It was eerily quiet Monday in the Pit, the warren of cubbyholes at the center of Merrill Lynch's gold-toned office suite in downtown Los Angeles, where the youngest stockbrokers sit shoulder to shoulder, working the phones and staring at quotes on flashing computer screens.
The Dow had collapsed. Untold billions of the world's wealth had vanished. The young brokers--"financial consultants" they're called, to reflect the brokerage house's readiness to sell CDs as well as stocks--read the numbers, DJI -508 , cleared their desks, mumbled reassurances and swept out the door as quickly as they could after the closing bell had sounded, witnesses to enough history for a single day.
Kirk Michie, 25, a USC finance graduate less than a month away from getting married--had stress to burn. He jumped in his Porsche, drove from Bunker Hill to Beverly Hills and worked out at a friend's gym. "Really hard," Michie said.
Quick to Blame Yuppies
Welcome to the Crash of '87, as seen through the eyes of the Classes of '80 through '85. Yuppies all--aspiring ones, at least--the best and brightest of America's business schools and English departments alike have flocked in the 1980s to the securities industry, cowboys and cowgirls hankering to ride a bull market to all the good things love of money can buy.
When the bubble burst last week, the line formed behind Texas billionaire H. Ross Perot as gurus and sages sought to attribute the disaster, in part, to the youngsters' zealotry. "There's too much money chasing too few stocks managed by 28-year-old boys paid $500,000 a year who don't know what they're doing," snapped Perot, 57.
Tragic stories circulated of dollars loved and lost--of young specialist traders who'd taken half-million-dollar hits in a day, of baby brokers whose clients' margin accounts were cleaned out overnight. One joke was ubiquitous: What do you call a yuppie stockbroker? . . . Hey, waiter!
Yet in many Los Angeles brokerages, Michie's breezy calm, rather than the apocryphal panic, was the rule. Many young market professionals greeted the Dow's unprecedented slide--and the chaotic swings that followed through the week--with an almost perverse equanimity.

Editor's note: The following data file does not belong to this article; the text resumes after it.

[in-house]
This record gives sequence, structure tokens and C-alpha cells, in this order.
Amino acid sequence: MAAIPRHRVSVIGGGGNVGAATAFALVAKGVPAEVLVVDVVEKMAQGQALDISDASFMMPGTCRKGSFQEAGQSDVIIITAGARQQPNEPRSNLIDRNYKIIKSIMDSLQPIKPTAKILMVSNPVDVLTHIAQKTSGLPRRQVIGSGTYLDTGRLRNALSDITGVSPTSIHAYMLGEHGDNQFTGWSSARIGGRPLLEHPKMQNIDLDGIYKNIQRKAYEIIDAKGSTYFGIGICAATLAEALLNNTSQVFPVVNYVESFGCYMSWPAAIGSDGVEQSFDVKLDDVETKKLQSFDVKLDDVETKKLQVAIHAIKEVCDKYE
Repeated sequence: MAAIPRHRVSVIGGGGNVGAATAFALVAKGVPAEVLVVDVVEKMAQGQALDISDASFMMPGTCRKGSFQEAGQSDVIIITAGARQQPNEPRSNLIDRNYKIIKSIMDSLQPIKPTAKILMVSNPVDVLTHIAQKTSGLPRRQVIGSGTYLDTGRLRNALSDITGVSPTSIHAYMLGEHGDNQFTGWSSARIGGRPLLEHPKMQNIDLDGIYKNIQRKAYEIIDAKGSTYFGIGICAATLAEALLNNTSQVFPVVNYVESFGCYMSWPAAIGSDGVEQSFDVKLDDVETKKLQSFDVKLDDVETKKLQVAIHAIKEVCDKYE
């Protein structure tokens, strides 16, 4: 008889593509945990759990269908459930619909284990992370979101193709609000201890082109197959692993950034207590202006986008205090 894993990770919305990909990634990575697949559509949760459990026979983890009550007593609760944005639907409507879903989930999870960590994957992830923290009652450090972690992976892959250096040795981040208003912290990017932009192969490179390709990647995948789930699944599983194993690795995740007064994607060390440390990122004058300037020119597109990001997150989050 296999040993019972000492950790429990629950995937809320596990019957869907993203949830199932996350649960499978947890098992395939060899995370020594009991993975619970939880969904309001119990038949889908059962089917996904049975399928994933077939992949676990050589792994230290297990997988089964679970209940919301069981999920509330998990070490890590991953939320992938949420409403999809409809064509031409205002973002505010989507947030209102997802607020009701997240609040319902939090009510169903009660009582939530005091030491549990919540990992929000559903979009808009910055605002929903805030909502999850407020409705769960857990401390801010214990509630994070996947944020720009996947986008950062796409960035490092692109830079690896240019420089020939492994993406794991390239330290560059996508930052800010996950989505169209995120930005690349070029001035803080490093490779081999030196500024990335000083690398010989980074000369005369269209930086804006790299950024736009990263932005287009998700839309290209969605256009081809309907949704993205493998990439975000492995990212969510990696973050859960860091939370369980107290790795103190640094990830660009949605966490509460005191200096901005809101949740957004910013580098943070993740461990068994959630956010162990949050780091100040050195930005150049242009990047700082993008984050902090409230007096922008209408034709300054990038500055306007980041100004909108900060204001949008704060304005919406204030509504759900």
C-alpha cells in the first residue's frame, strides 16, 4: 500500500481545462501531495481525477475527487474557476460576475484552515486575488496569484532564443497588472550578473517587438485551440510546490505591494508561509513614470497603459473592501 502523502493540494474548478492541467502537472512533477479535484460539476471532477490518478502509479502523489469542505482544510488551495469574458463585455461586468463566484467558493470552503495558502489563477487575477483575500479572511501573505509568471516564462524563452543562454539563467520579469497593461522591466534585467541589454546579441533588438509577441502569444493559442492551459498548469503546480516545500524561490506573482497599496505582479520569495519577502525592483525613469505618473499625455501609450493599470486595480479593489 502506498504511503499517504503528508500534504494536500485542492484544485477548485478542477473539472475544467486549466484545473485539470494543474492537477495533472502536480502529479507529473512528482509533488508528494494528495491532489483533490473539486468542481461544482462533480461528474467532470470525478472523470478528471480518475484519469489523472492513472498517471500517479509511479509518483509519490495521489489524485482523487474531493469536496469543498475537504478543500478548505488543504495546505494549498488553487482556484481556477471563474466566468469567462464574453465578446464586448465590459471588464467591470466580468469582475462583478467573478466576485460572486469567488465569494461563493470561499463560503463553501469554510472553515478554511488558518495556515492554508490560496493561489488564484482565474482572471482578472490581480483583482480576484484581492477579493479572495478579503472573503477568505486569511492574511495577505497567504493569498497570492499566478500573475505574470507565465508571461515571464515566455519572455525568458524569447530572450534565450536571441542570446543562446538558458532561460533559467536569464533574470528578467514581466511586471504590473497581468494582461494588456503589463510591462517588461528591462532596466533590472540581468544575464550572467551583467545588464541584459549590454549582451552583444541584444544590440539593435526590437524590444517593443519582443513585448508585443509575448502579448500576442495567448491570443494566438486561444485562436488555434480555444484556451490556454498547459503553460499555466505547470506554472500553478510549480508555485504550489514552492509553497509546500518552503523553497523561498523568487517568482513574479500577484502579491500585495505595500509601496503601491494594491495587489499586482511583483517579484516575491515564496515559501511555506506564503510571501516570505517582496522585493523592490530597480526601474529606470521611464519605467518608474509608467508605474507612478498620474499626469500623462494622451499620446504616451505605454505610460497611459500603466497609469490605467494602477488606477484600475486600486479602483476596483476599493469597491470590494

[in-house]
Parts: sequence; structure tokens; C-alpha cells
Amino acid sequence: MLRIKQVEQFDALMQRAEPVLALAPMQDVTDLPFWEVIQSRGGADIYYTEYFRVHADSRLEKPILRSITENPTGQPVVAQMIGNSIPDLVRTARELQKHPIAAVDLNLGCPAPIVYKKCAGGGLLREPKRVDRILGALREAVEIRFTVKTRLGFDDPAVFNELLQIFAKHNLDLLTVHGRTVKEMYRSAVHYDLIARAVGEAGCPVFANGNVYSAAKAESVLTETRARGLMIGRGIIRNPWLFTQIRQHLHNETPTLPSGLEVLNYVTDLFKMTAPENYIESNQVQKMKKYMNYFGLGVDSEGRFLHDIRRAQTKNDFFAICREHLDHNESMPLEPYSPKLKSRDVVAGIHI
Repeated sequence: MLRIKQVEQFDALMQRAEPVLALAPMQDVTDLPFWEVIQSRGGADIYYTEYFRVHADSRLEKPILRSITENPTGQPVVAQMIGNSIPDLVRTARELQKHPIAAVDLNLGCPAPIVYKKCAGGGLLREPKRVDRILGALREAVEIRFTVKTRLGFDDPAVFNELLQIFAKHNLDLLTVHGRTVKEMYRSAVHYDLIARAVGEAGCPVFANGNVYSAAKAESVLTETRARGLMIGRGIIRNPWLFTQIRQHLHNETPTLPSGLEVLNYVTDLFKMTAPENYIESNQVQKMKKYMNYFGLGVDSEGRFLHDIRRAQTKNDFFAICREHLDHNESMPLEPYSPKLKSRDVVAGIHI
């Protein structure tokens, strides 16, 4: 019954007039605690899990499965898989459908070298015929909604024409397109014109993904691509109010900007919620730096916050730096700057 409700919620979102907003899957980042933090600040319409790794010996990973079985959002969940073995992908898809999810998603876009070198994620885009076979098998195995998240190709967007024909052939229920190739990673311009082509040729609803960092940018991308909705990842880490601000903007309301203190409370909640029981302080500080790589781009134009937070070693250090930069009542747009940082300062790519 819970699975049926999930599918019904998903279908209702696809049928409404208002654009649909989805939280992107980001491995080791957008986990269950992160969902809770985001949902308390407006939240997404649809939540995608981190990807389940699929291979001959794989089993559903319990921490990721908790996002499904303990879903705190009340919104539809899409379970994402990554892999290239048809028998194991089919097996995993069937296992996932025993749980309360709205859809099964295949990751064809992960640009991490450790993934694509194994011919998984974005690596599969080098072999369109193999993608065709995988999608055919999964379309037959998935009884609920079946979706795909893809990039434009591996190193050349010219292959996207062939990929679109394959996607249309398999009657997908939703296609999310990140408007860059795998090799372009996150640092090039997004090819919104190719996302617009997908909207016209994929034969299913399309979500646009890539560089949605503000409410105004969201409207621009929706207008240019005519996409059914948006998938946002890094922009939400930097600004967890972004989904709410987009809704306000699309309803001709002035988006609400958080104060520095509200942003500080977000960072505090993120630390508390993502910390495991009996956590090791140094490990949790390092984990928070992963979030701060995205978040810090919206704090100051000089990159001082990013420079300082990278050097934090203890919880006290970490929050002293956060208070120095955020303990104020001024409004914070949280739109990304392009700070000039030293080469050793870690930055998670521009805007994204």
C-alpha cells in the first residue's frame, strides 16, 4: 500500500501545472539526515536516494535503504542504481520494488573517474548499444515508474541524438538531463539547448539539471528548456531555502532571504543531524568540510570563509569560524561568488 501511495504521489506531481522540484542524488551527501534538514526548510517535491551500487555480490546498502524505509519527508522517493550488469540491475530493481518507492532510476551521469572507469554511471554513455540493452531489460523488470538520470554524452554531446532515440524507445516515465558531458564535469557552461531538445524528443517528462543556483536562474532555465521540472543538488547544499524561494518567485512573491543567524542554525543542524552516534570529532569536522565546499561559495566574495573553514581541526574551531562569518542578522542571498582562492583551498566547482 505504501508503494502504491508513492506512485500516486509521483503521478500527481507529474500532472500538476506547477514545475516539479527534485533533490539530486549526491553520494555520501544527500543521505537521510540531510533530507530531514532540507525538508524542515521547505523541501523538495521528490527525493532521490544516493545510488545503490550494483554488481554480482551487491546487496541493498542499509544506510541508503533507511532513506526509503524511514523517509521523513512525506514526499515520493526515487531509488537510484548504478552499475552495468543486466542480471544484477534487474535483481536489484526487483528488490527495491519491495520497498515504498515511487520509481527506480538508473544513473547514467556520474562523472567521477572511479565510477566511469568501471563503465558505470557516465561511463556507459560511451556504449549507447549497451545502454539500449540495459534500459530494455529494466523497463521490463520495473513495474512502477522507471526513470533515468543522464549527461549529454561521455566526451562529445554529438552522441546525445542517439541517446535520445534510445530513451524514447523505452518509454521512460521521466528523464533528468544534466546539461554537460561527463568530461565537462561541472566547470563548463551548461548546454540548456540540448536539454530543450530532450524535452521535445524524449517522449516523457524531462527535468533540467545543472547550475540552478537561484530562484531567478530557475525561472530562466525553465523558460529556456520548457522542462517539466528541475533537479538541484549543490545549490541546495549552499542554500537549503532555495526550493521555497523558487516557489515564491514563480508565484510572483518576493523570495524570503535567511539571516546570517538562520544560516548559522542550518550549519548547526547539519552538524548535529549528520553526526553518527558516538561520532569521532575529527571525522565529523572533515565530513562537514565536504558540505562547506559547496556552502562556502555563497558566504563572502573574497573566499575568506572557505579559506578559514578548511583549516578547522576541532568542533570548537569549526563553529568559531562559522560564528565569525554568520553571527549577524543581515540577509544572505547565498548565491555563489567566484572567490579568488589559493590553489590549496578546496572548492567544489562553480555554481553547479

Schooled to balance portfolios and hedge bets, these brokers exuded a relentless confidence that the worst would pass, that fundamentals were strong, that bargains could be found and opportunities created in the market's rubble. Not that it wasn't bad, but that it wasn't that bad.
On the Dow's roller-coaster ride last week, the button-down children of the can-do '80s were the ones who bit their lips and wouldn't be caught dead screaming.
It was noontime Tuesday. The market was bouncing back. Debra Roberg, 26, had been on the phone since 6:30 a.m. in her glassed-in cubicle ("It's the fourth-biggest in the office") at Thomson McKinnon Securities in downtown Los Angeles.
"Hey, Shep! How you doing? We're having a party, Shep!" She is effusive, seemingly inexhaustible, belly-laughing at her own ripostes, wagging a pen in her hand when she's not waving her arm in broad gestures. "AT&T is at 27. You've got to buy it," she tells the client. "But not yet. Put an open order in at 25. And instead of laughing at what I'm saying, you're laughing all the way to the bank."
Leaves Afternoons Free
Roberg has been a broker for two years. Four years ago, she answered an ad for a commodities aide. "Before I went for the interview, I looked up what a commodity was," she said.
She needed a job where she'd be free by early afternoon. Business had been Roberg's minor at Cal Poly-Pomona. But her major, her real love, was drama. Especially musical comedy. She had played Ruby in "Dames at Sea" and sung comic leads in "Brigadoon" and "Oklahoma."
Stock trading proved more remunerative. Early this year, Roberg bought a town house in Pasadena and a new Chrysler New Yorker. She's a top producer in her office, managing $5 million of other people's money. She slips her brother, a UCLA undergraduate, $20 bills when she sees him because it makes her feel good.
Yet when the bull market she'd known throughout her brief securities career stopped dead in its tracks, it was to her dramatic training--not her business classes--that Roberg turned for a reserve of strength.
"It was the same kind of pressure you felt in doing theater, working up to opening night," she said. "You weren't quite ready, but you sure looked great when you went out on that stage."
Roberg is more than satisfied with the way she coped. Tuesday morning, and all week long, she was in the office an hour early, at 5:30 a.m., to clear away paper work so she could begin phoning through her roster of 700 clients at 6:30. She stayed till as late as 7 p.m. to return every call. She oozed calm--and thinks her customers bought it.
"My clients came through wonderfully, and I have to think that's a reflection on me," she said Tuesday. "I feel like a mamma. I'm so proud of them."